Figure 1: Comparison of RJDBC, RODBC, and ROracle for BINARY_DOUBLE for Select *
In Figure 2, we provide the benchmark results for RODBC, RJDBC, and ROracle across the four data types. Notice that ROracle provides the best performance for all data types except TIMESTAMP. With TIMESTAMP, RJDBC performs consistently better, excluding the smallest data set. We have found that the first call to RDJBC can result in a java startup cost that goes away upon subsequent execution.This also appears for VARCHAR2 as depicted below.
ROracle is consistently faster than RODBC: BINARY_DOUBLE data up to 11X faster, NUMBER data up to 3.4X faster, VARCHAR2 data up to 5.7X faster, and TIMESTAMP data up to 4.9X faster.
For RJDBC, ROracle is up to 48X faster on BINARY_DOUBLE data (mean of 17X), up to 10X faster on NUMBER data (mean of 3X), 36X for VARCHAR2 data (mean of 6X). As noted above, TIMESTAMP data is where RJDBC performs faster than ROracle due to the fact that RJDBC treats TIMESTAMP data as a character string, not as POSIXct.
Note that RODBC and RJDBC have a limit of 255 characters on the length the VARCHAR2 columns. ROracle creates VARCHAR2(4000).
Figure 2: Comparison of RJDBC, RODBC, and ROracle for select * from <table>
For reference, the data set sizes (represented in megabytes) are captured in Table 1 for all data types.
Table 1: Dataset sizes in megabytes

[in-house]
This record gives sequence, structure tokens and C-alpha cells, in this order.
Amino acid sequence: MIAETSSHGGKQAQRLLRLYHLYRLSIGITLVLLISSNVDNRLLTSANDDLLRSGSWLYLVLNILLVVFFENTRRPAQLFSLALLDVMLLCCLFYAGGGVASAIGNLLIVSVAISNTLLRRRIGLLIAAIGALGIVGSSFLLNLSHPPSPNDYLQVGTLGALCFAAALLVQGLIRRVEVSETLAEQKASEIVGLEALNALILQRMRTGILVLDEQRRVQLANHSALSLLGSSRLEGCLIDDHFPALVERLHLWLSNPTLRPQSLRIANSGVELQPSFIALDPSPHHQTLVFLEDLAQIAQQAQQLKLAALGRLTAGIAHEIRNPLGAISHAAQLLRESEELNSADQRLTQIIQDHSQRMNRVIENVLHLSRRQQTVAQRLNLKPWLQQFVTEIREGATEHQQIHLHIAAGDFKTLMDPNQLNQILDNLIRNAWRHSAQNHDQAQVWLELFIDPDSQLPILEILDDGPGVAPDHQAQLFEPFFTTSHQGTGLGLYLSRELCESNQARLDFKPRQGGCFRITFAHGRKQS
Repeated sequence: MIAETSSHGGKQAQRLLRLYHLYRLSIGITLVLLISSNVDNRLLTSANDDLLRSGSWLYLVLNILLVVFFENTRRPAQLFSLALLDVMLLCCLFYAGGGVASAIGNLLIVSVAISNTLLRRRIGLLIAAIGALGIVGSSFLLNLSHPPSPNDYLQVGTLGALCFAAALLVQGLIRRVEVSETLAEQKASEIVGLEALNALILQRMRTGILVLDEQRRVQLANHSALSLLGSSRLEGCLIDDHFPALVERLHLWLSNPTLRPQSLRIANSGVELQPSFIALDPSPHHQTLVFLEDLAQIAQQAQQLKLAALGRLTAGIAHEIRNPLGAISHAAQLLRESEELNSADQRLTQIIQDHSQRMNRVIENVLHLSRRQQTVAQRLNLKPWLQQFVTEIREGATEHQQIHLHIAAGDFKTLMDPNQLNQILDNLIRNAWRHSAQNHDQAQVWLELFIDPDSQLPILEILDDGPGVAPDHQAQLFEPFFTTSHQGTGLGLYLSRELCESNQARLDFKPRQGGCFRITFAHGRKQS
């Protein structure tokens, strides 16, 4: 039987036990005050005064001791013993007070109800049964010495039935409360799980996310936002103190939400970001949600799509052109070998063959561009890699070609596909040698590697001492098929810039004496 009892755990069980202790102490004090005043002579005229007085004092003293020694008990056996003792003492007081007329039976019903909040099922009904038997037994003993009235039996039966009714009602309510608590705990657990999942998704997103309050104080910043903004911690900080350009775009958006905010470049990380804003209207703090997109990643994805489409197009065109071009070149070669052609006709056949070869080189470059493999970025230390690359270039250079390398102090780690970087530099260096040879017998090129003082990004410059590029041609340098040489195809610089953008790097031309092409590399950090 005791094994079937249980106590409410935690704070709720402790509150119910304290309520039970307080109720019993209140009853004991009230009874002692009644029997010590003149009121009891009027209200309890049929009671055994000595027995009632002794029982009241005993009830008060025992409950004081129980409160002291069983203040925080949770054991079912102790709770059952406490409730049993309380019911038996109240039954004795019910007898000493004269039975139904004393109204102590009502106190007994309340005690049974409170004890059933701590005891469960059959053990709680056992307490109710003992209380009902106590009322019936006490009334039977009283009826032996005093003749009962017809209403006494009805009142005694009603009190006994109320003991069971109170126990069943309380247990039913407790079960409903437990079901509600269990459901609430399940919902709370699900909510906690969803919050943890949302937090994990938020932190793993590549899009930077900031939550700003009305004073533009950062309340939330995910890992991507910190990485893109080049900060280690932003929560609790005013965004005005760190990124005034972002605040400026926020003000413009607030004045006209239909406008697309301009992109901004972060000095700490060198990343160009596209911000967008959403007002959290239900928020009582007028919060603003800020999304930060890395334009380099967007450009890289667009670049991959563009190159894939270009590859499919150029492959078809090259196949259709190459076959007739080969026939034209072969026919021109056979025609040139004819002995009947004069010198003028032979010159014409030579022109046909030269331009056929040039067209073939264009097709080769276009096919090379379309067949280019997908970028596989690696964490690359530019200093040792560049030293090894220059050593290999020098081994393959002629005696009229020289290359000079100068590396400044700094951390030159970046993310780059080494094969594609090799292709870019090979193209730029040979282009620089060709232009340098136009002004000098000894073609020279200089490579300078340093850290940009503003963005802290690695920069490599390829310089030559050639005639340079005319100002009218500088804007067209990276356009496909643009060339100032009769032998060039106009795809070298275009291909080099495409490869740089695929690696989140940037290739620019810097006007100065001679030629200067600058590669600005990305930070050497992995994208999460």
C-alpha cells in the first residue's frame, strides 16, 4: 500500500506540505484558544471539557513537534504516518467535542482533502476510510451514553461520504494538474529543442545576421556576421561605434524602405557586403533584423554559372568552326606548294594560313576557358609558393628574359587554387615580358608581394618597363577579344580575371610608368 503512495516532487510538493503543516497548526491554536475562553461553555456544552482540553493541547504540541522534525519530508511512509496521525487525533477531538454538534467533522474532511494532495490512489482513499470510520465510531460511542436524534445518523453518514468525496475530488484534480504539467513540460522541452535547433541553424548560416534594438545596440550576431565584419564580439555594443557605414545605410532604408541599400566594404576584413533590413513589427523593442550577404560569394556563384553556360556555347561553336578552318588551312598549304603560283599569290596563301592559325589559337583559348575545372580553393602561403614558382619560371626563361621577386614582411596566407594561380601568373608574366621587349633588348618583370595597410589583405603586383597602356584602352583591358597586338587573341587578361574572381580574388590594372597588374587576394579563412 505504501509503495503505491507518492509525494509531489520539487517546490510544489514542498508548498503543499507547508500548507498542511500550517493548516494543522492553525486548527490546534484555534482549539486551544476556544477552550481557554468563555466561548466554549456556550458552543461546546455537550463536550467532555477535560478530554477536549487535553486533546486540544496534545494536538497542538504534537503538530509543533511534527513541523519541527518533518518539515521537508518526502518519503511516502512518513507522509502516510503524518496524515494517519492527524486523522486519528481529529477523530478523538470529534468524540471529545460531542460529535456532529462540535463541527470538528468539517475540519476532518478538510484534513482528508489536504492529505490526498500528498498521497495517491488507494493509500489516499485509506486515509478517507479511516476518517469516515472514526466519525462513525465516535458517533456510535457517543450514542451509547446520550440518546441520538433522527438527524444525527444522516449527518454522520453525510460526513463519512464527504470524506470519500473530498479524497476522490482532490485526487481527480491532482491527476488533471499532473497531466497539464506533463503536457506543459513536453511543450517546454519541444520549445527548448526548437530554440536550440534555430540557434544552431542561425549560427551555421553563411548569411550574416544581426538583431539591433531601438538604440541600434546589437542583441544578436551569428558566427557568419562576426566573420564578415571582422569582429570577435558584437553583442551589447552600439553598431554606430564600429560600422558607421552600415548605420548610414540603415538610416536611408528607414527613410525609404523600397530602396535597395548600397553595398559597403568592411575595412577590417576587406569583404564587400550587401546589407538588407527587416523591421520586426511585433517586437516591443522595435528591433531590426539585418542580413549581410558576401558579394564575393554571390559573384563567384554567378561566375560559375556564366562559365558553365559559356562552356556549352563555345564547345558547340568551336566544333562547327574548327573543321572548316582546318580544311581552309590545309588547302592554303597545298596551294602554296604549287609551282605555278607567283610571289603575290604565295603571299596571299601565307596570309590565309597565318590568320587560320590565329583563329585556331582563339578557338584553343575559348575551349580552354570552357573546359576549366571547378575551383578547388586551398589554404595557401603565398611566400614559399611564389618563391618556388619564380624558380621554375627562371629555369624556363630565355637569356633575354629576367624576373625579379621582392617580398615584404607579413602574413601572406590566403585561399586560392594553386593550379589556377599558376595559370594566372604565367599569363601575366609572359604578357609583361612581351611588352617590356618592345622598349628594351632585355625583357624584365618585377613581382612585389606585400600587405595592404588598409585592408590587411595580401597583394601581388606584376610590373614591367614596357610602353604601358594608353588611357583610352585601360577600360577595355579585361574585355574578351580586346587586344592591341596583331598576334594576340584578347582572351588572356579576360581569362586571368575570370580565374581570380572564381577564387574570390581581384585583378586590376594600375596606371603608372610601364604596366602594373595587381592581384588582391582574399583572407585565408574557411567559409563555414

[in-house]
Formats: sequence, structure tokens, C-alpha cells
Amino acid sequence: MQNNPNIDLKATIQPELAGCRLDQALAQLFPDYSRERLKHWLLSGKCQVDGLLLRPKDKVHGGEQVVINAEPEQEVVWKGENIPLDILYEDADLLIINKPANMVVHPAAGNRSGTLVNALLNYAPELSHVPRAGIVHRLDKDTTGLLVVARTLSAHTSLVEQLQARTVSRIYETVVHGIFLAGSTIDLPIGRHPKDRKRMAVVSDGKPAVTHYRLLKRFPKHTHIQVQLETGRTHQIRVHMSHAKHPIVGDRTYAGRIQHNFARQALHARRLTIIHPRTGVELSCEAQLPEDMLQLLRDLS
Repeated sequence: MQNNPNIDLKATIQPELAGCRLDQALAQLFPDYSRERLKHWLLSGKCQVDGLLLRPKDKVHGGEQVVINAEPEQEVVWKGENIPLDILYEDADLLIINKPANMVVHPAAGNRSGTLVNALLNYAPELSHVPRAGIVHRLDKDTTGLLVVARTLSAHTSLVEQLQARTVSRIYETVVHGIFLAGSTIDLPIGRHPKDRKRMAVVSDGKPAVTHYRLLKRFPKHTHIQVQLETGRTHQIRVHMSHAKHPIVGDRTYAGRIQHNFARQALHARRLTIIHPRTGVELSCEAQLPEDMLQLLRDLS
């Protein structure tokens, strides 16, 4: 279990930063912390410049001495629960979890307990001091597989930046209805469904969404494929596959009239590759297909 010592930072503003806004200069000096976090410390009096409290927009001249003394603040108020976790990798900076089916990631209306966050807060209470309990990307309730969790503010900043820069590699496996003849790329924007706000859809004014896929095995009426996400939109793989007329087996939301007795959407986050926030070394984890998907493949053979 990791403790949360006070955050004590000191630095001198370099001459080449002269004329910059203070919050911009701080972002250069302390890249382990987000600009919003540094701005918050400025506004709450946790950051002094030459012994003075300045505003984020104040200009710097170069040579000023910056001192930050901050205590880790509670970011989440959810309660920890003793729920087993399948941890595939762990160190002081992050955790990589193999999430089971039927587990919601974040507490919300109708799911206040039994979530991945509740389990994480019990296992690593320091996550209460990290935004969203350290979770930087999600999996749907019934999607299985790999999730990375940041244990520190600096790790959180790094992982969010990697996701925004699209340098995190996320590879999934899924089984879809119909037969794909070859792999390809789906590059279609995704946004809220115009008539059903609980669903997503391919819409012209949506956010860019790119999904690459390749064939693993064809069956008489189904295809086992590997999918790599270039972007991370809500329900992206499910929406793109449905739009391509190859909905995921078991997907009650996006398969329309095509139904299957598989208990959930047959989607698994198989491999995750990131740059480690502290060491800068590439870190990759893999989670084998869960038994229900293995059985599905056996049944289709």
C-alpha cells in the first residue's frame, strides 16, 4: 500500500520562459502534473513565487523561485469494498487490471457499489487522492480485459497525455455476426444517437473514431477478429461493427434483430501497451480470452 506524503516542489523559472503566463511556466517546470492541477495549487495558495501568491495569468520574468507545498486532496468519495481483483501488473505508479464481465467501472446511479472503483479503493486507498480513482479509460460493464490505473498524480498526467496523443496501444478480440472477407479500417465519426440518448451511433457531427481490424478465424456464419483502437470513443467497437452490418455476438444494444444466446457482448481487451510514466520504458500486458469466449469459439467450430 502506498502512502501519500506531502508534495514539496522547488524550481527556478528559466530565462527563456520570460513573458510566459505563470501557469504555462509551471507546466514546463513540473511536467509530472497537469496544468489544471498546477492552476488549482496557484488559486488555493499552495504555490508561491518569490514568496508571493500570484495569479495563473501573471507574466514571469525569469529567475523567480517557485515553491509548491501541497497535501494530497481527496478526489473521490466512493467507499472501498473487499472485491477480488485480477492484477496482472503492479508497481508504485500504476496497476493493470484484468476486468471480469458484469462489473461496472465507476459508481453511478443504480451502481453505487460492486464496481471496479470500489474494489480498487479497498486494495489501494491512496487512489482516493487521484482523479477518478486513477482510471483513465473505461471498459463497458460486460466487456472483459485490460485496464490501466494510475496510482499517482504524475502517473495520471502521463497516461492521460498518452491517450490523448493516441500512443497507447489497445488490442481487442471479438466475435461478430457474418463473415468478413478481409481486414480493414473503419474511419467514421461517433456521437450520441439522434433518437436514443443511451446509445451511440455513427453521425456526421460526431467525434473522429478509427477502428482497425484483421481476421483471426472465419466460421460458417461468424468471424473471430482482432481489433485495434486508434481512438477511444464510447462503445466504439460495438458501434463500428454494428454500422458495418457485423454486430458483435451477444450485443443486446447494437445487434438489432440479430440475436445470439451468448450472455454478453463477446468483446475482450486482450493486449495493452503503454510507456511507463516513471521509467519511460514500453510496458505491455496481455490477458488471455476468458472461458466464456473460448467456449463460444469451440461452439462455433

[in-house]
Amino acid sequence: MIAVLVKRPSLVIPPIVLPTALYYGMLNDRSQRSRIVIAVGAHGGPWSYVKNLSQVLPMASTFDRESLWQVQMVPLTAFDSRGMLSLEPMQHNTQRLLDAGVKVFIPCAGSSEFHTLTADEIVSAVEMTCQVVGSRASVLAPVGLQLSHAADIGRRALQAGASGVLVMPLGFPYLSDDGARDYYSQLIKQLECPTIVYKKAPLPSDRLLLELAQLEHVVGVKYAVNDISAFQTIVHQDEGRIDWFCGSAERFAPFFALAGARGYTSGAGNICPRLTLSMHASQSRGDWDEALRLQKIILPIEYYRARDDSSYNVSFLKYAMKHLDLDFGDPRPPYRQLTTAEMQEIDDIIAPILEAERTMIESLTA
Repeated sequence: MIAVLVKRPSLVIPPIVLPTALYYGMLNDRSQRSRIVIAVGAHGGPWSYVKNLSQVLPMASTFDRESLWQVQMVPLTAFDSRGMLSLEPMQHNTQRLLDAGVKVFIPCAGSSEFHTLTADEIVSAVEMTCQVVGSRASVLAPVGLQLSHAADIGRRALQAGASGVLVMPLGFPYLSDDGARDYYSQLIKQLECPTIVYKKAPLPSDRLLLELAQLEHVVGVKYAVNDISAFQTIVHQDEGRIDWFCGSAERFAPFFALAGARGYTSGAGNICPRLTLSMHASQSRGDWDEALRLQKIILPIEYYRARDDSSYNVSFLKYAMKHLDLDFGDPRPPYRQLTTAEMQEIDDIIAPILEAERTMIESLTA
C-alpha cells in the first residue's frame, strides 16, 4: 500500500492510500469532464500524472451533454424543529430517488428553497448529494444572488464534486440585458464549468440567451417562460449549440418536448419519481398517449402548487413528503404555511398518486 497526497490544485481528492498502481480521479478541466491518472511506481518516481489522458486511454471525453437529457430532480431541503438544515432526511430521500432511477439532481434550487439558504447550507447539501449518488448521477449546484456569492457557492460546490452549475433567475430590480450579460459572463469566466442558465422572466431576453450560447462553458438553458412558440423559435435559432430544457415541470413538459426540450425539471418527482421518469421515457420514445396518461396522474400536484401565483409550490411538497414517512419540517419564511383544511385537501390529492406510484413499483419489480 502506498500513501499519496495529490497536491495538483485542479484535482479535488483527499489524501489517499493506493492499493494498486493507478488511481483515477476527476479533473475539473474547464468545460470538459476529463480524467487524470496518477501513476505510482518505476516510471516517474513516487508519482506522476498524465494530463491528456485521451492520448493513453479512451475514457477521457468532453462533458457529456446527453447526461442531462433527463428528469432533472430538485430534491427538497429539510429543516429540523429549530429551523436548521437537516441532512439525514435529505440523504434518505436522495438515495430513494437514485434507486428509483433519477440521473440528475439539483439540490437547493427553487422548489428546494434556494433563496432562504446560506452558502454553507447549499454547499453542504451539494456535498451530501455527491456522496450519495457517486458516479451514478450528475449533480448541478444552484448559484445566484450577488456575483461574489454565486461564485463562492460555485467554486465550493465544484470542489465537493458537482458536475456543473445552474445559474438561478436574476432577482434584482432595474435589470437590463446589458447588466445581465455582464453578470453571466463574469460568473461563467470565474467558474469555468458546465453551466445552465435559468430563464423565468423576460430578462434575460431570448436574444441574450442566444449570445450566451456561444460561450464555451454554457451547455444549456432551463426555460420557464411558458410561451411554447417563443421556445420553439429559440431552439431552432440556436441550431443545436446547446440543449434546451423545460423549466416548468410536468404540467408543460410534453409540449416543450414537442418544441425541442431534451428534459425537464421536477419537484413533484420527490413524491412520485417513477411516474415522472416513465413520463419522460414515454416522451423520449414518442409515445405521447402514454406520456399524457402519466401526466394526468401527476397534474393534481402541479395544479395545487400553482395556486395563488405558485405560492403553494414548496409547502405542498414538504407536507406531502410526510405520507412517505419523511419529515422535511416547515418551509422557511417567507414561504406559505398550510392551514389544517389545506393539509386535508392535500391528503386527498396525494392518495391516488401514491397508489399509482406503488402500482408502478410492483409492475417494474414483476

Creating database tables from an R data.frame
Data or results created in R may need to be written to a database table. In Figure 3, we compare the execution time to create tables with 10, 100, and 1000 columns with 1K, 10, 100K, and 1M rows for each data type, performing row inserts in batches of 1000 rows. In all cases, RODBC had the slowest create times. ROracle is up to 198X faster (mean of 23X and median 9X) across all entries. For RJDBC, ROracle is up to 5.6X faster (mean and median approaching 2X) across all entries. Note that RJDBC does not support the TIMESTAMP data type for CREATE.
Figure 3: Comparison of RJDBC, RODBC, and ROracle for creating a table
Inserting rows to database tables from an R data.frame
In other cases, data or results created in R may need to be inserted into existing database tables. In Figure 4, we compare the execution time to insert rows into existing tables with 10, 100, and 1000 columns, insert data.frames with 1K, 10K, 100K, and 1M rows for each data type as before, in batches of 1000 rows. Similar to CREATE, RODBC has the slowest performance. ROracle is up to 243X faster (mean of 34X and median 12.4X) across all entries. For RJDBC, ROracle is up to 18X faster (mean of 2.6X and median 2X). As for CREATE, RJDBC does not support the TIMESTAMP data type for INSERT.
Figure 4: Comparison of RJDBC, RODBC, and ROracle for inserting rows into a table
Connecting to Oracle Database
Depending on the application, sub-second response time may be sufficient to meet application database connection requirements. As depicted in Figure 5, ROracle and RJDBC require minimal time (0.05 seconds) to establish a database connection compared to RODBC, which is 8X slower.
Figure 5: Database connection times for ROracle, RJDBC, and RODBC
In summary, ROracle supports a wide range of application needs for performance and scalability. While RJDBC and RODBC have improved their overall performance, ROracle remains the best choice for Oracle Database.
All tests were performed on a quarter rack X7-2 Exadata. Oracle Database was version 18.104.22.168 with R 3.5.0.
For JDBC, we used a larger size for VM:
options(java.parameters = "-Xmx80g")